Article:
More cell phones in India than toilets: UN
People in India, the world's second most populous country, have more access to a mobile telephone than to a toilet, according to a new UN report.
"It is a tragic irony to think that in India, a country now wealthy enough that roughly half of the people own phones, about half cannot afford the basic necessity and dignity of a toilet," Zafar Adeel, Director of United Nations University's Canada-based think-tank for water, the Institute for Water, Environment and Health, said.
The report is produced by experts who prescribe ways to meet the Millennium Development Goal (MDG) on sanitation by 2015.
They also urge the world community to set a new target beyond the MDG (which calls for a 50 percent improvement in access to adequate sanitation by 2015) to the achievement of 100 percent coverage by 2025.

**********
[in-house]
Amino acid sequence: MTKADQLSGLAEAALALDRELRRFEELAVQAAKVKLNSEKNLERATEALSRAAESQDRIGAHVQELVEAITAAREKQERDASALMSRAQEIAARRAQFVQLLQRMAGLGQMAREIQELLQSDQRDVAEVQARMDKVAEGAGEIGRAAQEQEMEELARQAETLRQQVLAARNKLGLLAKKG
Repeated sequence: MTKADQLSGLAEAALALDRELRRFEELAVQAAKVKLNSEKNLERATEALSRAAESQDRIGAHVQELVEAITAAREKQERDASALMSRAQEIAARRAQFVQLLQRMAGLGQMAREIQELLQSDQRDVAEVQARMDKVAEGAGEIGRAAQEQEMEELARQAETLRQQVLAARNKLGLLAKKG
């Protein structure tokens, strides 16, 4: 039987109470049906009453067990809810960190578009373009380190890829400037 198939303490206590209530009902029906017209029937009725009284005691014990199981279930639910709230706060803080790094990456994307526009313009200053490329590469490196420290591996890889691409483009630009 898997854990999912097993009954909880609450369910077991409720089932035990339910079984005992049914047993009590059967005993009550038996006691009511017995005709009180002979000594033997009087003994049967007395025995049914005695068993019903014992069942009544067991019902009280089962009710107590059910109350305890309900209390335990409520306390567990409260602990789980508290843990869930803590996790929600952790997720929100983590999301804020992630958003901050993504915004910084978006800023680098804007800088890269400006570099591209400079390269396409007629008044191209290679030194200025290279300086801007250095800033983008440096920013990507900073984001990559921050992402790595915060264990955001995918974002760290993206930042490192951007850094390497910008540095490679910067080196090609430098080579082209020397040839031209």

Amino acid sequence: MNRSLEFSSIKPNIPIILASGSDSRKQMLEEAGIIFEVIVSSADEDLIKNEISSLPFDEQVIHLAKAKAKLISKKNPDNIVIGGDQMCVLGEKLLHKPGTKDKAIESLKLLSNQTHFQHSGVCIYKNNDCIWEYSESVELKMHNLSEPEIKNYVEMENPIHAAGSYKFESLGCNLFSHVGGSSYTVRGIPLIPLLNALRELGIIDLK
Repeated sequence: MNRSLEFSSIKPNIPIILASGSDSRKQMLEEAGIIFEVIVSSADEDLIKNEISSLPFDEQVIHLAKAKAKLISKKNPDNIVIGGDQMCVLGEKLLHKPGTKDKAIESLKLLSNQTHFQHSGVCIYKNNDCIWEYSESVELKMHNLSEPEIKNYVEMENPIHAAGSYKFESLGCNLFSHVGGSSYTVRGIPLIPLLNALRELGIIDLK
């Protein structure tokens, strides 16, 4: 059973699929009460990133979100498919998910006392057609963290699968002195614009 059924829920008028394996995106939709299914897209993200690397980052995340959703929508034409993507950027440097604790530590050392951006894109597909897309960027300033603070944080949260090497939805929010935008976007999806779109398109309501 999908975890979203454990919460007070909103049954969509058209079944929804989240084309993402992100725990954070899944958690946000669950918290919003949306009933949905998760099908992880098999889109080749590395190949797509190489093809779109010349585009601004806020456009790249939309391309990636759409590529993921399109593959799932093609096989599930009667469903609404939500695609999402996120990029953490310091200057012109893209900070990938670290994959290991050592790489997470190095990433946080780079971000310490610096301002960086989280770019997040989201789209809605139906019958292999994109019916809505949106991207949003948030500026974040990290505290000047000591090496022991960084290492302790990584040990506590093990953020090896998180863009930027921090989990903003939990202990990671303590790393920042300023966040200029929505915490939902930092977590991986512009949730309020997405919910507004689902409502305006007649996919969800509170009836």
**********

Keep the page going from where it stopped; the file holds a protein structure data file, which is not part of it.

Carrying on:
Recent UN research in India shows roughly 366 million people (31 percent of the population) had access to improved sanitation in 2008.
Other data, meanwhile, shows 545 million cell phones are now connected to service in India's emerging economy. The number of cell phones per 100 people has exploded from 0.35 in year 2000-01 to about 45 today.
Worldwide some 1.1 billion people defecate in the open. And data show progress in creating access to toilets and sanitation lags far behind world MDG targets, even as mobile phone connections continue to a predicted 1 billion in India by 2015, according to the study.
The report says it costs about 300 dollars to build a toilet, and worldwide an estimated 358 dollars billion is needed between now and 2015 to reach the MDG for sanitation.
If current global trends continue, the World Health Organisation and UNICEF, in a report titled 'Progress on Sanitation and Drinking Water' in March, predicted a 1 billion person shortfall from the sanitation goal in 2015 - in all, 2.7 billion will lack access.